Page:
Critics and audiences don’t always agree, as the Queen’s funeral service proved once again on Monday. Should it be, some asked, with ARD and ZDF reporting hours live and twice from London? Charting the royal casket’s path to Windsor in timeless aerial photographs accompanied by moderately enlightening commentary from aristocratic experts. It had to be, the audience judged. Interest in the telecast was high across all channels between 9am and 4pm, with an average of almost 3 million prime time viewers and more in the evening.
Now the farewell of the eternal queen was a historical and, of course, a world event. How many people do you think saw it on screen around the world? It is interesting that there was already a number for this before the funeral ceremony: 4.1 billion “according to calculations”. Half of the world’s population.
Apparently, a single woman is the author of 4.1 billion. how did he find that number?
This number was not only named by the British tabloids Daily Mail: and: subway, but in countless international media, in Germany, among others, the correspondent of “Tagesschau”, Deutschlandfunk and the news agency epd. Media critic Stefan Niegemeyer joined hypermedia about why serious estimation of global audience numbers of this magnitude is difficult, if not impossible, to do, especially with non-decimal numbers. And how that number spread all over the world. In Germany, for example, it was given credibility by a Hamburg expert who quoted the ominous 4.1 billion and referred to other “experts”. So who is the original expert, author of 4.1 billion?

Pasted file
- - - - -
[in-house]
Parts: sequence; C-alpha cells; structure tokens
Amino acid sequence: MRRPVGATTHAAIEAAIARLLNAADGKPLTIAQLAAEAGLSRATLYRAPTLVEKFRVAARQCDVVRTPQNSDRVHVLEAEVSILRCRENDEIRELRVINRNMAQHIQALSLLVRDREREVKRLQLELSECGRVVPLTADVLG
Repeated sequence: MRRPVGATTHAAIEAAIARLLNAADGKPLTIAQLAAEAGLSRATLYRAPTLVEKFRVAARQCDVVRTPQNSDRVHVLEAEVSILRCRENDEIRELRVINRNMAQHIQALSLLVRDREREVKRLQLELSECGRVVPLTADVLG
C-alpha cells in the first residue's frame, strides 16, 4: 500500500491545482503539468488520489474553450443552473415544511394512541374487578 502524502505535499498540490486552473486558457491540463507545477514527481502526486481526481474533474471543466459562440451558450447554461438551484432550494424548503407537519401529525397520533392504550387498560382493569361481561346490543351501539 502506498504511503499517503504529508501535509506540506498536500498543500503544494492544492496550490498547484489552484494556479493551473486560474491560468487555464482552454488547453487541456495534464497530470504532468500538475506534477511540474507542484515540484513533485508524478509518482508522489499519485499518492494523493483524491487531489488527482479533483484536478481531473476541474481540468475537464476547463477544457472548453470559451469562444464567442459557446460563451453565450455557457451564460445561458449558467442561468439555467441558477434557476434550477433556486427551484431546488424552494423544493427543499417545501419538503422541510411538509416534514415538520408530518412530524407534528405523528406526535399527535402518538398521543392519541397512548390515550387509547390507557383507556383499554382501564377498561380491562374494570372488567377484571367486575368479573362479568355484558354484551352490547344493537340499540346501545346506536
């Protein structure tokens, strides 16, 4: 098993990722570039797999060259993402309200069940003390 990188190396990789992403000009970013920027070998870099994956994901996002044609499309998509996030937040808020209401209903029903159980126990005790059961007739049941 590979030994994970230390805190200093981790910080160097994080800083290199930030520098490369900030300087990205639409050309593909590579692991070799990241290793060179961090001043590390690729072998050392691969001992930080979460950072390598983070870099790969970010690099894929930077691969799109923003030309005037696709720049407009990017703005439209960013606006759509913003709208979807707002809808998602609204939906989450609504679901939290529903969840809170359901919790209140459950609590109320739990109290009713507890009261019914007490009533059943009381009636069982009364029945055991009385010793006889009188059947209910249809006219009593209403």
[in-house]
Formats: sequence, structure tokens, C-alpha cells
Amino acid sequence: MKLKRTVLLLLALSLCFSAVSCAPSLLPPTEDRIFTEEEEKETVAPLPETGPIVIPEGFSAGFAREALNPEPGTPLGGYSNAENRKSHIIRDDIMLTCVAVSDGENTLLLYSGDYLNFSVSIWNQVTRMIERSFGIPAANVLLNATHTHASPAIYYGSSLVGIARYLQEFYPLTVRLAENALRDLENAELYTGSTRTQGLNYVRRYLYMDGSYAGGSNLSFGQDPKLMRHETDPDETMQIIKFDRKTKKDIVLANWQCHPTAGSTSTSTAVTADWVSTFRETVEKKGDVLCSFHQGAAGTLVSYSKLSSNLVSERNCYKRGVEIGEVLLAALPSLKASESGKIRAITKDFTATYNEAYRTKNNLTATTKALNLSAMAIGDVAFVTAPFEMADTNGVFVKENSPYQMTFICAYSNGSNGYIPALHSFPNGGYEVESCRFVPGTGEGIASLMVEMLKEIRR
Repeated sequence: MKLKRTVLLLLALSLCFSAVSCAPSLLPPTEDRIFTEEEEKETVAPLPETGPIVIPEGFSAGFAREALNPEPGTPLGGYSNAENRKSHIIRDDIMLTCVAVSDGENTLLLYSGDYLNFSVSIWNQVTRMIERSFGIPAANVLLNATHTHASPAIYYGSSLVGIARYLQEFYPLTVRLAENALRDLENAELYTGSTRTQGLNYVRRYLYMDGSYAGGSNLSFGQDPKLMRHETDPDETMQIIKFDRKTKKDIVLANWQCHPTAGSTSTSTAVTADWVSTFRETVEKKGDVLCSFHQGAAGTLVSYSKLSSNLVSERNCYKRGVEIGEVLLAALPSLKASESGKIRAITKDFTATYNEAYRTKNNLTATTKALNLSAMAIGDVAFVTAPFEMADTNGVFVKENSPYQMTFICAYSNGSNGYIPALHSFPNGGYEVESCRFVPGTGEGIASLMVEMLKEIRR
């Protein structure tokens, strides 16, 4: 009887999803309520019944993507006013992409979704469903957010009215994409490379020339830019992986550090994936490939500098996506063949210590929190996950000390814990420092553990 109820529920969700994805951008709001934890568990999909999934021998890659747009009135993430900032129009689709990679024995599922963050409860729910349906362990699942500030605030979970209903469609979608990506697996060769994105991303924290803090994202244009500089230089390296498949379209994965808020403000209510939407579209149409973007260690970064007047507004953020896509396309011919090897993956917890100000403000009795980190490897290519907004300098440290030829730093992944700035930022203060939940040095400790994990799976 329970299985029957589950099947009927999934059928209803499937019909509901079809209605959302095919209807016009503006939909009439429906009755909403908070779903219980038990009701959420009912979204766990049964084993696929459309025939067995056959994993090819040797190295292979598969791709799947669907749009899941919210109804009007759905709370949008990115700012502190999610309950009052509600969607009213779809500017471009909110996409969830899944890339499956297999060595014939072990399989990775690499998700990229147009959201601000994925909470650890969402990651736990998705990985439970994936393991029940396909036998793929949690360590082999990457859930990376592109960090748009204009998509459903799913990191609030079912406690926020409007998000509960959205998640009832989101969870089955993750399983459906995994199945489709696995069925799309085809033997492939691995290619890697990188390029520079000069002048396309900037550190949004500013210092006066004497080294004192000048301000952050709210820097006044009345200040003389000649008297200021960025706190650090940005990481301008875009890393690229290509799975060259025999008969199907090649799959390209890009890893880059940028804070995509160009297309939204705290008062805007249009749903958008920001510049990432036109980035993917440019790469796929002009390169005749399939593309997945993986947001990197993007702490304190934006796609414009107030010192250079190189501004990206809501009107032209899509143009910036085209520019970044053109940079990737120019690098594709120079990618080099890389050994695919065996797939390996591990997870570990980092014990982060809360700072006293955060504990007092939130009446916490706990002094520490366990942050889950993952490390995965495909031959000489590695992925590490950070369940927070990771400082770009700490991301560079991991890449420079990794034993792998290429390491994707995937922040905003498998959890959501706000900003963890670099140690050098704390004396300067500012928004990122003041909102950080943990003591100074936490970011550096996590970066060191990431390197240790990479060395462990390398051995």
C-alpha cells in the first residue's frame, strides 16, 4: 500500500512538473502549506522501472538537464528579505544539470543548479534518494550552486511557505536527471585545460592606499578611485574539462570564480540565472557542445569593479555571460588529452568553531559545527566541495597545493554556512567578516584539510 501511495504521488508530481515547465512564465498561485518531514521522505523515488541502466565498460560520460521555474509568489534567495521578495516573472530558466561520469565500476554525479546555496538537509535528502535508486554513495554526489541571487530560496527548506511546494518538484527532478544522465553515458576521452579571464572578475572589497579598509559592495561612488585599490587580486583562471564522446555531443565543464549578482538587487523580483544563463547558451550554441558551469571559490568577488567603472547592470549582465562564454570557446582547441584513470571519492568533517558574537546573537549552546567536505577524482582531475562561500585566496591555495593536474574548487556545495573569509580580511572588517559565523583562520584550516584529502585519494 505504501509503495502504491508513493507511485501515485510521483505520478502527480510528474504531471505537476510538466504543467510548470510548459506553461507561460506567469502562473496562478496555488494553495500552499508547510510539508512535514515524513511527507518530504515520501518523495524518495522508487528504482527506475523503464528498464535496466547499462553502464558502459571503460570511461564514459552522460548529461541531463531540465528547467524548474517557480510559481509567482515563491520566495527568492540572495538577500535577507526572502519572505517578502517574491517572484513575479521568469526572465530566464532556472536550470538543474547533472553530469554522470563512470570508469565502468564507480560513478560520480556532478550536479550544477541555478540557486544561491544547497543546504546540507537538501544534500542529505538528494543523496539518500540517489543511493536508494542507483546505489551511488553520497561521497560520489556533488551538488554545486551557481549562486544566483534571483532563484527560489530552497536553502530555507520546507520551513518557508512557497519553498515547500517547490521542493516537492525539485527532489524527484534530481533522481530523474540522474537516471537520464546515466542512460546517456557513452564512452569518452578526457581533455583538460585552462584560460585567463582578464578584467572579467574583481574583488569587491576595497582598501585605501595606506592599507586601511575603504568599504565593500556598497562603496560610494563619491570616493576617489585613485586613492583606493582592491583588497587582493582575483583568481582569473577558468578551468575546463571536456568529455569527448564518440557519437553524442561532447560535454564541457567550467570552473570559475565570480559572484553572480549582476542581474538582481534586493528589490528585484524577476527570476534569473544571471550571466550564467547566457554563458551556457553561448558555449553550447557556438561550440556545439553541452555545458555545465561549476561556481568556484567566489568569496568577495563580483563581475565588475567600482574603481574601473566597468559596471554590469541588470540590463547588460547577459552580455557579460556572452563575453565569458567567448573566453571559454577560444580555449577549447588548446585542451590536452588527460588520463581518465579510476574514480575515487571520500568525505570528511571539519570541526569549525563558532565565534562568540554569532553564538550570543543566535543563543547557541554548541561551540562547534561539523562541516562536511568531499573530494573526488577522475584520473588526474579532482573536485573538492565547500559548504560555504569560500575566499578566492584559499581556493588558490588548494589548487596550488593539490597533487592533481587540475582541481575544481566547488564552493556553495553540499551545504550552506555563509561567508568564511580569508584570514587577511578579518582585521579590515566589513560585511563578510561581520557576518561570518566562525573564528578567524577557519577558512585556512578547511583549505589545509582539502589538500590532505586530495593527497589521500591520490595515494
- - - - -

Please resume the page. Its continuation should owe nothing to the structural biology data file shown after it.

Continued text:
Apparently, he writes hypermedia, one woman. Her name is Carolina Beltramo and she writes for a blog called WatchTVAbroad.com. Beltramo, according to this site, is a TV critic from Argentina who loves movies and binge-watches Netflix. It was he who, days before the funeral, made the much-quoted estimate that “no fewer than 4.1 billion people are expected to gather on Monday to witness this historic event, when half the people on planet earth will stop to pay . their respect.” So we asked Carolina Beltramo of WatchTVAbroad.com: How did he find the 4.1 billion?
The answer comes a few hours later by e-mail. not from Argentina, but from a spokesperson for a PR agency in London. Where else can information be provided about how much of the world’s population is interested in the farewell of the Queen of England? But then the disappointment. “It is impossible to know exactly how many people are seeing a particular event at a particular time,” the letter said. Carolina Beltramo’s estimate was based on “views of similar events in the past” and adjustments for “population growth” and the fact that mobile technology is prevalent today.
So much for the explanation. Pi mal thumbs live stream, 4.1 billion done. A safe global quota, he suspected, does not exist. Maybe it’s enough to know that even in these days of criticism of public broadcasters, there were probably enough viewers to justify the reruns.